The National Association of County and City Health Officials (NACCHO), representing the nation’s nearly 3,000 local health departments, hosted its 2019 Preparedness Summit on March 26-29 in St. Louis. More than 1,900 gathered to hear presentations from experts representing the healthcare and emergency management fields, in addition to public health preparedness professionals, to address the gaps between these life-saving industries in an effort to work more collaboratively and efficiently in the face of emerging threats.
Ntasiah Shaw is the Emergency Preparedness Program Manager in the Communicable Disease Control Services/Emergency Preparedness Program with the St. Louis County Department of Public Health. Her responsibilities include leading and managing a team of emergency response planners who develop disaster response and exercise plans in accordance with state and federal response guidelines regarding biological (especially acts of terrorism), natural, man-made, chemical, nuclear and radiological incidents, and hazardous materials.
In 2013, Shaw developed the Basic Infectious Disease Training for Law Enforcement course to educate the St. Louis area law enforcement professionals on the basics of the most common infectious diseases and how to protect themselves while on patrol or when they encounter a person who may have a dangerous or communicable disease. The course has since been added to the permanent roster of courses at the St. Louis County and Municipal Police Academy and has become a certified course with the state of Missouri. Her experience also includes working as an Emergency 911 police/fire/EMS dispatcher over the last 17 years, and serving as a former Emergency Communications Supervisor and dispatch instructor at the St. Louis County and Municipal Police Academy.
A current member of the NACCHO Incident Management Workgroup, Shaw was a presenter at the Preparedness Summit.
Q: Ms. Shaw, tell us about your professional background and what led you to develop a course on basic infectious disease training for law enforcement. Was this material already available in Missouri?
A: Currently, I am the Emergency Preparedness Program Manager at the Saint Louis County Department of Public Health. We are a part of the Communicable Disease Control Division, and our job is to have emergency response plans in place in the event of a large-scale public health emergency or disaster – particularly a bioterrorism attack. We continuously exercise our written plans to be able to more effectively and quickly respond to help St. Louis County and the St. Louis region prevent the public from developing a communicable or dangerous disease. Before becoming an emergency response planner, I was a full-time police/fire emergency dispatcher.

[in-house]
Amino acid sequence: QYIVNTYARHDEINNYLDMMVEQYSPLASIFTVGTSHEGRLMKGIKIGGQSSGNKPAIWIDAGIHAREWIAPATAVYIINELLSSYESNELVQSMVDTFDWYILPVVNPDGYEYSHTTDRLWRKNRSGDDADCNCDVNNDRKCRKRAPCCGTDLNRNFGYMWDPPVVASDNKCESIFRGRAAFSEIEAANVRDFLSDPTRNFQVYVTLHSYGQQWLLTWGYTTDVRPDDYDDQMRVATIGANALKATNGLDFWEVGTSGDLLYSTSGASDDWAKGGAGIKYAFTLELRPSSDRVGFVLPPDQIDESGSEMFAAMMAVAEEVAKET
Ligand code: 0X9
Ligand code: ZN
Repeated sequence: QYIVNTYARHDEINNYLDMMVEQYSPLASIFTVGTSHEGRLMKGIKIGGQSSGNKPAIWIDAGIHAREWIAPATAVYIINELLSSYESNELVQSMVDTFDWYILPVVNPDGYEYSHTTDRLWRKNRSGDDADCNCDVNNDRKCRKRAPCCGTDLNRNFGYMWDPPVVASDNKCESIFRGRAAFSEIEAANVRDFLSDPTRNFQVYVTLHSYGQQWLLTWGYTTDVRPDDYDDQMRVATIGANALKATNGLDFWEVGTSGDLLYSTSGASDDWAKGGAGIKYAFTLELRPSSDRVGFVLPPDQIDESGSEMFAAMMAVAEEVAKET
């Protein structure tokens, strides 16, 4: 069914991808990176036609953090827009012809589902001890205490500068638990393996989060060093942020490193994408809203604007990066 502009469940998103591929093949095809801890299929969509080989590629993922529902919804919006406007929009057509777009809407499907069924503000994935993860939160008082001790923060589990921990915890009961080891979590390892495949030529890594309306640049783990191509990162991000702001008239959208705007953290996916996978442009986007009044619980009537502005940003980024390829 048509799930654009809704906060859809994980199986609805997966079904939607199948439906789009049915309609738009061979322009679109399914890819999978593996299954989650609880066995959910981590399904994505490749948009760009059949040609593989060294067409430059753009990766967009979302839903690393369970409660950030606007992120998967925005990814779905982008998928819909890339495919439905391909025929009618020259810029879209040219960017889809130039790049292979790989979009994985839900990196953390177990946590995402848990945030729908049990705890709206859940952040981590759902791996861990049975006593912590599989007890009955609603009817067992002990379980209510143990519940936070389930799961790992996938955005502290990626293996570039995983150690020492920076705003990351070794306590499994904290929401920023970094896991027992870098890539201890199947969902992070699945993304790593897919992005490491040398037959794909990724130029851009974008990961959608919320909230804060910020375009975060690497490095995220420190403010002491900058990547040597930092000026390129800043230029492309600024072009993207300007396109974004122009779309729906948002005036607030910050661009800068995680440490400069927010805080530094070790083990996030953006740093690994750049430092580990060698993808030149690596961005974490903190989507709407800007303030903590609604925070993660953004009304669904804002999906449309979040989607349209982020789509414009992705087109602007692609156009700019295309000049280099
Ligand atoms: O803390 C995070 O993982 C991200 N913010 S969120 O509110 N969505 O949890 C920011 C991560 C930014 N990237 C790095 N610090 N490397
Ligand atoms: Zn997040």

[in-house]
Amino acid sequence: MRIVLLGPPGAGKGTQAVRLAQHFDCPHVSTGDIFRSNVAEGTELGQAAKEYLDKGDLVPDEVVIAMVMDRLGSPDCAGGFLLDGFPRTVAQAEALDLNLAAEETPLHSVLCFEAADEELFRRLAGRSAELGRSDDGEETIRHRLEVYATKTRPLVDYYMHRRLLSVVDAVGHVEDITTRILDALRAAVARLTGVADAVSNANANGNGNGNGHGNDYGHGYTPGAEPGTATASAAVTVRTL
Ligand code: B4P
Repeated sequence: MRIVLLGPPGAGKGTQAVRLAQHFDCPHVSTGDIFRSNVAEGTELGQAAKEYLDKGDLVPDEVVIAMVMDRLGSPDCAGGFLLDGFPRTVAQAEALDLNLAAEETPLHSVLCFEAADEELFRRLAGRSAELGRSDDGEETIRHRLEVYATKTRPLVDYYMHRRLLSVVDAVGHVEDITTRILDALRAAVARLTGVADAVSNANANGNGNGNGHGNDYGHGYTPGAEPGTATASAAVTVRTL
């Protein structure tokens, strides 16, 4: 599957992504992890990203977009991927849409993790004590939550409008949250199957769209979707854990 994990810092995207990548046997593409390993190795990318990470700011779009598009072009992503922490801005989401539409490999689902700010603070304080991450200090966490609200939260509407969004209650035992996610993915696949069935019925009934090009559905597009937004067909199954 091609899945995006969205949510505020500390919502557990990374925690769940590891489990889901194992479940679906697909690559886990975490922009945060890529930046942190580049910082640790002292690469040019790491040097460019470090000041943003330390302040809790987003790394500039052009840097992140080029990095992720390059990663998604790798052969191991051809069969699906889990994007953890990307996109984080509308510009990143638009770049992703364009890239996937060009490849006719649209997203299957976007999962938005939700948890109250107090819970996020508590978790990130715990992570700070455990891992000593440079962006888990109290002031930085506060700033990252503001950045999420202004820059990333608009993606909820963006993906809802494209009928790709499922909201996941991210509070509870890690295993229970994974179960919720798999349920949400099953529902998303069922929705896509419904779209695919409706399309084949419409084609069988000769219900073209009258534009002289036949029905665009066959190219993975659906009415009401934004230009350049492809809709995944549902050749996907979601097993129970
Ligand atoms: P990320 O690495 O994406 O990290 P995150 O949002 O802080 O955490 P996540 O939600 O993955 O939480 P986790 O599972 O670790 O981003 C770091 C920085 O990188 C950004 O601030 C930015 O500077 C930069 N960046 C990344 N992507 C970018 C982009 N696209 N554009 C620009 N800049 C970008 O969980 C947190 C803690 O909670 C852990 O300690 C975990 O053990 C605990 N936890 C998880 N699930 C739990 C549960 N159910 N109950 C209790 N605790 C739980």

I am currently still a part-time police dispatcher with the city of Ferguson, Mo. In late 2012, a former Ferguson Police captain, who was aware of my role with the public health department, asked me about infectious disease training for law enforcement officers. At the time, it was needed for state accreditation. So I researched the topic to see if that specific type of training was in our local area or anywhere in the state of Missouri, and found there was no such training that was designed for law enforcement.
Next, I broadened my search throughout the country and found a curriculum online that was designed for training law enforcement in infectious diseases, but it was only on a website. I thought that this type of training would be of greater value to law enforcement if it were in a classroom setting.
I began to design and develop a classroom course based on that previously existing written document and eventually wrote our own curriculum. I reached out to the St. Louis County and Municipal Police Academy and sent them the completed presentation. It was very well received by the academy staff and is now offered there twice a year.
Q: Talk to us about the infectious disease risk to law enforcement personnel. You gave the example in your Prep Summit presentation of a police officer getting blood on his uniform during an arrest, wearing it all day and then taking it home to his family and exposing them to possible blood-borne infection. What other examples can you cite?